Or coming in. It takes a while sometimes.
Kirkus Reviews, which prides itself on being the toughest in the business, had a lot of great things to say. The review is a great synopsis, too, so I thought I’d share it all with you:
The residents of Oakdale, Ohio, don’t take kindly to strangers, and when Dr. Kingsbury and his assistants roll into town in October 1887 peddling Dr. Kingsbury’s Miraculous Tonic, folks are suspicious.
Thirteen-year-old Jack has traveled with the doctor ever since the tonic brought his little sister, Lucy, back from the brink of death. His work not only helps support his family, but repays their debt to the doctor. But when 16-year-old Isaac, his fellow assistant, mysteriously runs away, Jack discovers a darker side to the doctor. While Jack is beginning to suspect the doctor isn’t who he claims to be, the townspeople witness the tonic restoring one man’s hearing and helping another walk without a crutch. Soon after, they are buying up the tonic in the hopes it will bring the rain to their drought-plagued fields. Friendships with Bear, a stray dog, and Cora, the adventurous niece of the mayor, give Jack much-needed support. Hope is offered in the parallel story of Silas Carey, whose life 50 years earlier was not unlike Jack’s in the present day. Atmospheric with decidedly ominous overtones, this historical novel offers just the right mix of good vs. evil. Main characters are presumed White; there is a Black family in town, described using the term colored. The author’s note adds historical context about 19th-century patent medicines as well as commentary on changing language norms around race.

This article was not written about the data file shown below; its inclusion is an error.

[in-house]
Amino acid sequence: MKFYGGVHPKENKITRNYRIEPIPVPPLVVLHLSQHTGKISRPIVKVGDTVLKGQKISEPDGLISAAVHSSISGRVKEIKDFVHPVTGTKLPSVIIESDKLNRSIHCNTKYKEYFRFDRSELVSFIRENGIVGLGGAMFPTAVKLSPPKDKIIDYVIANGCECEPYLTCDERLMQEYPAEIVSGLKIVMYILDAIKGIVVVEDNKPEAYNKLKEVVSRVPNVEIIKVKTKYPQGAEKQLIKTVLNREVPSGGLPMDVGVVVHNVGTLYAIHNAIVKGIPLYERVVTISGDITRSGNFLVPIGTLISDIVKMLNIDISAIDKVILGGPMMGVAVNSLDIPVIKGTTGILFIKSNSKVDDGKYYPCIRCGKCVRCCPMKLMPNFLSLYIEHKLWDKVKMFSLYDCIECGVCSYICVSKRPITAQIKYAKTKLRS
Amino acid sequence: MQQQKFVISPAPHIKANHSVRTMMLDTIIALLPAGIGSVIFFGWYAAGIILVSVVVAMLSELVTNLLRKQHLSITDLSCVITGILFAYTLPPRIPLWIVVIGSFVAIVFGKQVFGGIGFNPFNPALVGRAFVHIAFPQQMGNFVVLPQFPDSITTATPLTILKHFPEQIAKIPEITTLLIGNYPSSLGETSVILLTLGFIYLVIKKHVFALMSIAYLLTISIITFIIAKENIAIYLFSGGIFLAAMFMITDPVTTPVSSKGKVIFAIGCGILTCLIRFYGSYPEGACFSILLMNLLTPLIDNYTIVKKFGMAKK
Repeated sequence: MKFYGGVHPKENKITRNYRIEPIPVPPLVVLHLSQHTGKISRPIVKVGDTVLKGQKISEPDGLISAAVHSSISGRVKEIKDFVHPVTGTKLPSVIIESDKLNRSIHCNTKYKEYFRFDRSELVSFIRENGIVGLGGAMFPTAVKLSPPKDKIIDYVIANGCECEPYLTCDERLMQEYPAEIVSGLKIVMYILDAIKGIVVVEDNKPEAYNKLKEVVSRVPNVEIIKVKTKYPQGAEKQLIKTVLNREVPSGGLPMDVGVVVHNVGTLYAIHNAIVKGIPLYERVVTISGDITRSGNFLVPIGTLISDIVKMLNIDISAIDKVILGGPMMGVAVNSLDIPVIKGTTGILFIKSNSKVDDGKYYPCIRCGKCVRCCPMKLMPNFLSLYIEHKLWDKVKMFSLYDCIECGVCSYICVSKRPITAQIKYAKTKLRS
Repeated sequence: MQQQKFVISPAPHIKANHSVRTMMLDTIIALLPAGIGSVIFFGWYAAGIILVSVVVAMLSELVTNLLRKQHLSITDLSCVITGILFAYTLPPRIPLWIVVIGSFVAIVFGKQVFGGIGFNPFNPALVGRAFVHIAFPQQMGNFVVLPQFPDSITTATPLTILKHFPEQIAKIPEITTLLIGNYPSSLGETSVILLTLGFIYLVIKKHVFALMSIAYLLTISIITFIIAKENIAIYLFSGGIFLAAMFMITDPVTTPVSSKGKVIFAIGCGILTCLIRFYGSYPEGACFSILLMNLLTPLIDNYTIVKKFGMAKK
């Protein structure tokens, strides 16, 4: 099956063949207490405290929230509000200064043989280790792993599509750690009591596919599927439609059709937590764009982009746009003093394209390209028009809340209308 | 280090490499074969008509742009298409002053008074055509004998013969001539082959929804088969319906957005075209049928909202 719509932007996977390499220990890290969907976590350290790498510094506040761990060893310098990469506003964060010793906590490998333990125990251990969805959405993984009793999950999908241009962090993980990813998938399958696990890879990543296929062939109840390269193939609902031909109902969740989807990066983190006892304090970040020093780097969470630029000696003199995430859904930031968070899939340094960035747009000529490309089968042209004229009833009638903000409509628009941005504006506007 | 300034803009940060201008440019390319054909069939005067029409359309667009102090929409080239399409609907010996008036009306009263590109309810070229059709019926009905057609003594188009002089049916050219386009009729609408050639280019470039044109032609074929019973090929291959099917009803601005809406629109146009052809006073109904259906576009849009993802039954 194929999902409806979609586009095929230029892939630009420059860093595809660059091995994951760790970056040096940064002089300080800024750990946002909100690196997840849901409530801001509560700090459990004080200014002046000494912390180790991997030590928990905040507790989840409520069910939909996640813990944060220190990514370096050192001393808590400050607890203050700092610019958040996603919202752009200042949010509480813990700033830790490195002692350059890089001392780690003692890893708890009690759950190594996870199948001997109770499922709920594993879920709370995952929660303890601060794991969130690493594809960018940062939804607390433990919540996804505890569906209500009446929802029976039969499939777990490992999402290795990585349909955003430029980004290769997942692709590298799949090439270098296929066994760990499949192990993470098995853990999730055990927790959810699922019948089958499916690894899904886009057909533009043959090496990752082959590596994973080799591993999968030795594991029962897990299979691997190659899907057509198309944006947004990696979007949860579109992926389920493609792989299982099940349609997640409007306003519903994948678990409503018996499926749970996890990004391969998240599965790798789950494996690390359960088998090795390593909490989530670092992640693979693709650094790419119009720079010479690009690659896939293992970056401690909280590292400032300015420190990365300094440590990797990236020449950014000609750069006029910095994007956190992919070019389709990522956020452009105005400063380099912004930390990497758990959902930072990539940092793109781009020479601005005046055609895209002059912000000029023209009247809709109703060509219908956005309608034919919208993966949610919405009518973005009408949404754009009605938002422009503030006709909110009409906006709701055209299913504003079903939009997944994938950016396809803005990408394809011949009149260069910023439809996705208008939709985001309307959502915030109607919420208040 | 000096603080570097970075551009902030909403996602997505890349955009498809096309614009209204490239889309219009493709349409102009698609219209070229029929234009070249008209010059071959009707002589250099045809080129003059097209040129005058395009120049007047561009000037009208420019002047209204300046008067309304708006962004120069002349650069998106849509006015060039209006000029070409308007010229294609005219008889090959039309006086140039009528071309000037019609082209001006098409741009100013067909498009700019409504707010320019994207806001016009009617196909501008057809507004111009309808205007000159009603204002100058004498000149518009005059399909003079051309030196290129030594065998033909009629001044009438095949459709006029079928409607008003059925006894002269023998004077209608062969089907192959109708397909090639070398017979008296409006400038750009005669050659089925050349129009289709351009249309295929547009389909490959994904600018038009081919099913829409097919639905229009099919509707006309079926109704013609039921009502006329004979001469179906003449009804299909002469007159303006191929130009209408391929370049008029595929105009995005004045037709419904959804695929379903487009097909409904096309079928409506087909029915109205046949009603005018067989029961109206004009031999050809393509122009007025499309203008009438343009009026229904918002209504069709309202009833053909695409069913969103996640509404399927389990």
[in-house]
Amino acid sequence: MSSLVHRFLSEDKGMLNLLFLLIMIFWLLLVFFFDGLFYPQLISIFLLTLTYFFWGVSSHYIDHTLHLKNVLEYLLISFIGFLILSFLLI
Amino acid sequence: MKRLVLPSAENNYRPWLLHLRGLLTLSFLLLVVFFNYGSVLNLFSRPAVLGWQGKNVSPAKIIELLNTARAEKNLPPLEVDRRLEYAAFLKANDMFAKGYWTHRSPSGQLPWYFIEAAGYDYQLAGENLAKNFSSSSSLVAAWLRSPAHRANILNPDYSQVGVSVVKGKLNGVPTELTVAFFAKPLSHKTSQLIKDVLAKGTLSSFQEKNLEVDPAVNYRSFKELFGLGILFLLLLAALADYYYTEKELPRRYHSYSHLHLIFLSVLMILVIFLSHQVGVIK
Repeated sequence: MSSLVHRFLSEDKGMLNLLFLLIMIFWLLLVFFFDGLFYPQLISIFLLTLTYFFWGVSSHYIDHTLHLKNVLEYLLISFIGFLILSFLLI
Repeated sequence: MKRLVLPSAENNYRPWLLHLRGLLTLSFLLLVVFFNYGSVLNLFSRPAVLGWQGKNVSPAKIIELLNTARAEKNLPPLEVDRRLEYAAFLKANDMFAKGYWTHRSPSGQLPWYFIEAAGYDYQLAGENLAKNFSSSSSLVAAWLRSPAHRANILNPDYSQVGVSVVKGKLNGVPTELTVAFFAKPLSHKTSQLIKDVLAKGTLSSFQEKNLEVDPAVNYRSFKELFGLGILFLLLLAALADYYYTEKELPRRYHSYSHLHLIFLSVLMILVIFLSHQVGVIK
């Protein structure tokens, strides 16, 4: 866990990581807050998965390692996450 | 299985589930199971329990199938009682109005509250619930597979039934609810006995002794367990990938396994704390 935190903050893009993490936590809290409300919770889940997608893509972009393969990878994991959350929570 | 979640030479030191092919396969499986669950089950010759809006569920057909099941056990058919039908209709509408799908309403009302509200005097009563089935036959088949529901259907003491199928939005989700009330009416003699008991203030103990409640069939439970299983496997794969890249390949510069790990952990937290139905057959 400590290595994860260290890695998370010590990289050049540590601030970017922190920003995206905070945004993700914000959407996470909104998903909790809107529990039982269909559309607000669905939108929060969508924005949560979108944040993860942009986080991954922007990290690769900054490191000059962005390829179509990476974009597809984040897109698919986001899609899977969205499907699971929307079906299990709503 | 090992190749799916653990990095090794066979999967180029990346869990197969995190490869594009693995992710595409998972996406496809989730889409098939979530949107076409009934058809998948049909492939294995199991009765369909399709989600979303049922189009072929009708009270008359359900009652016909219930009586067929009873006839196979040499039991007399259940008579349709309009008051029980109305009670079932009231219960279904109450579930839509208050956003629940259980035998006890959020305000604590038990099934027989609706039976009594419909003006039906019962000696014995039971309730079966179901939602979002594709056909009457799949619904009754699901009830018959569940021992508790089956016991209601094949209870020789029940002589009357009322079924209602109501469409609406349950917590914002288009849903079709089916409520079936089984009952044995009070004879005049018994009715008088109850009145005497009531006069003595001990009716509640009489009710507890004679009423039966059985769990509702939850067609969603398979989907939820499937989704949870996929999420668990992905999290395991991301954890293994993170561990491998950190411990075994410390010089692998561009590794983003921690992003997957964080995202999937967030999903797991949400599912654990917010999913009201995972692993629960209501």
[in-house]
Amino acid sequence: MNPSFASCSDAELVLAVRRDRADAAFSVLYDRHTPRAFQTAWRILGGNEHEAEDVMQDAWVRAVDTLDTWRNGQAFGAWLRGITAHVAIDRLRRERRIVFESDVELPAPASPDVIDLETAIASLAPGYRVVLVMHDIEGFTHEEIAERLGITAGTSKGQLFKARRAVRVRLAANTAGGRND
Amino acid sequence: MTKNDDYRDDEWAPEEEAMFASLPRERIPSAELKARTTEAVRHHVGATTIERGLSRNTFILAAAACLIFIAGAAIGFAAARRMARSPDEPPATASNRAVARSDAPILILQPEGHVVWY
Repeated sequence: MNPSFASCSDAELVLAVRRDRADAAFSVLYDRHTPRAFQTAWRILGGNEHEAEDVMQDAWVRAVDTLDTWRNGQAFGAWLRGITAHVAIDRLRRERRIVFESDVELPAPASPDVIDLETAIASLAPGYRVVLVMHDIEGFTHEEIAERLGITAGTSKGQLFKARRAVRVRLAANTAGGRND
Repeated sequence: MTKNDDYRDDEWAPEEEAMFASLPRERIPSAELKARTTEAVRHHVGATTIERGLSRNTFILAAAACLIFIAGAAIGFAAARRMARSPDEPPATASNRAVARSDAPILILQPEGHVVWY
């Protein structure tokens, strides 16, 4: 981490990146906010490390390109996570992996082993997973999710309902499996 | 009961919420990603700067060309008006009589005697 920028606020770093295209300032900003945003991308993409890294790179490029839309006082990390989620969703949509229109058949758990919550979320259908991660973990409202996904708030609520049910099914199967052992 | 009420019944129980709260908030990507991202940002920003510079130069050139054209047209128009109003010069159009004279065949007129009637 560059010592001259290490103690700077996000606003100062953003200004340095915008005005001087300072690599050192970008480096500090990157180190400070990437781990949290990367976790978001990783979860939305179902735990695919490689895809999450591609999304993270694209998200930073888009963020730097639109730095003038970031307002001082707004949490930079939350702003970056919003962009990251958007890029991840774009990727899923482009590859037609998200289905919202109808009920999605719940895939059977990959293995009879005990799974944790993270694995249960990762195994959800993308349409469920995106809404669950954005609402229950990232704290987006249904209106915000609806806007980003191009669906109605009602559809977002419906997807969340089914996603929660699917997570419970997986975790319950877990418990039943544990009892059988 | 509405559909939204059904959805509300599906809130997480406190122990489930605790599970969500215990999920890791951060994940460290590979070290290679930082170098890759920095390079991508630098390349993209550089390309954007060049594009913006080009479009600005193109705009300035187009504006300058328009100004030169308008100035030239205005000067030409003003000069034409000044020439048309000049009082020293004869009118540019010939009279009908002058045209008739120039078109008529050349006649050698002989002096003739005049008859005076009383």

A deliciously sinister read.
Publishers Weekly had this to say:
A small-town mystery unfolds with creeping dread in Rose’s historical thriller…a chilling adventure that serves as a cautionary tale against insular life. You can read the full review here.
In the next few weeks I should hear from Booklist, School Library Journal, Bulletin for the Center of Children’s Books (BCCB), and maybe Hornbook (though seven books in, I still don’t understand how Hornbook reviews. Anyone care to enlighten me?)
Waiting for reviews to roll in can be stressful. Though most everyday readers don’t read them (or even know they exist), trade reviews help determine what books schools, libraries, and booksellers might purchase or carry. While they aren’t the end all be all, they do have a big influence on if readers will ever encounter a book. I’m happy to say so far things are looking good!
Planning on preordering Jasper (releasing in paperback 6/28) or Miraculous (releasing in hardback 7/26)? Or maybe you’ve already preordered? If so, you’re eligible for some fun giveaways. Click through to learn more.